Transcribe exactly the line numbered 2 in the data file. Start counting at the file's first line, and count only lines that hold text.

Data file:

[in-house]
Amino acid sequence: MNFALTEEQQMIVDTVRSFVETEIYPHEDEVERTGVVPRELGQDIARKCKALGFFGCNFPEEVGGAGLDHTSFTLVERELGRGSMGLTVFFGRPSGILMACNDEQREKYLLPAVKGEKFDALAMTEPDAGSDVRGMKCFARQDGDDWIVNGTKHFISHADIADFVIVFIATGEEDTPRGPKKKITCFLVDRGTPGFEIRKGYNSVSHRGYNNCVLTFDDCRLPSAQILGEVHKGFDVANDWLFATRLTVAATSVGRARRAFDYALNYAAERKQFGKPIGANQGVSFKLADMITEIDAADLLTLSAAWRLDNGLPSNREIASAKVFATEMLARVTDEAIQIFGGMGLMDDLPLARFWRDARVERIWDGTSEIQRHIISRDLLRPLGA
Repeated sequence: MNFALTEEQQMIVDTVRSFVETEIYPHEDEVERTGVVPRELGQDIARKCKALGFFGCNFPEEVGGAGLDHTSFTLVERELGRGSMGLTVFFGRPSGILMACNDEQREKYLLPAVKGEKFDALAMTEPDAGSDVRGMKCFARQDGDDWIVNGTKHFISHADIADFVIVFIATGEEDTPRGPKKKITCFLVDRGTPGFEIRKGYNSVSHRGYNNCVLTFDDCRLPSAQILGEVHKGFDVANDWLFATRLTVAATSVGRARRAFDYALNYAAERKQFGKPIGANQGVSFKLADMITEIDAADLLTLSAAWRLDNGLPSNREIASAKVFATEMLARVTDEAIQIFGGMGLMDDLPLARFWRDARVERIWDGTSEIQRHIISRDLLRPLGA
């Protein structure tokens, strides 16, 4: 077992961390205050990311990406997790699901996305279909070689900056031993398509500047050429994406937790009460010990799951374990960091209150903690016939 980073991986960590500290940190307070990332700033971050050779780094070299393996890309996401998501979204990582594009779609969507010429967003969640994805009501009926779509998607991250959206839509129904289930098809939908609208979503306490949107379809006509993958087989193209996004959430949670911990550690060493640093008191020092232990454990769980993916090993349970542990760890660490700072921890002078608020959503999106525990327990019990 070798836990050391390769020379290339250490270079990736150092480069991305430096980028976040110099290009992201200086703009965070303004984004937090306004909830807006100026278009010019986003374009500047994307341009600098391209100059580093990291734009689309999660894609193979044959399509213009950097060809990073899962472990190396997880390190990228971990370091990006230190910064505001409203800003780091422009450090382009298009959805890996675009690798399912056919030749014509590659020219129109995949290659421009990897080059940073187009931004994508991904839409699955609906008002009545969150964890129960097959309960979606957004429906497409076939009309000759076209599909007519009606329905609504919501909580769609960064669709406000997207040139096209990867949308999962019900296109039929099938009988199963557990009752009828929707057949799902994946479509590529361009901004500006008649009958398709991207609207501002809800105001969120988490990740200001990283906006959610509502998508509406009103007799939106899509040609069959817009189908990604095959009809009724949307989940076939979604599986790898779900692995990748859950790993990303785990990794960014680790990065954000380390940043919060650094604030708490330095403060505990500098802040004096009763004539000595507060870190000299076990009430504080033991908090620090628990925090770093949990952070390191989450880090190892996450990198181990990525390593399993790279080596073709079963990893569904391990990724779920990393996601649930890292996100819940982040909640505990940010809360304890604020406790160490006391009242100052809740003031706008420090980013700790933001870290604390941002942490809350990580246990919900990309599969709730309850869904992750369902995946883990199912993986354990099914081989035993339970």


Amino acid sequence: MNFALTEEQQMIVDTVRSFVETEIYPHEDEVERTGVVPRELGQDIARKCKALGFFGCNFPEEVGGAGLDHTSFTLVERELGRGSMGLTVFFGRPSGILMACNDEQREKYLLPAVKGEKFDALAMTEPDAGSDVRGMKCFARQDGDDWIVNGTKHFISHADIADFVIVFIATGEEDTPRGPKKKITCFLVDRGTPGFEIRKGYNSVSHRGYNNCVLTFDDCRLPSAQILGEVHKGFDVANDWLFATRLTVAATSVGRARRAFDYALNYAAERKQFGKPIGANQGVSFKLADMITEIDAADLLTLSAAWRLDNGLPSNREIASAKVFATEMLARVTDEAIQIFGGMGLMDDLPLARFWRDARVERIWDGTSEIQRHIISRDLLRPLGA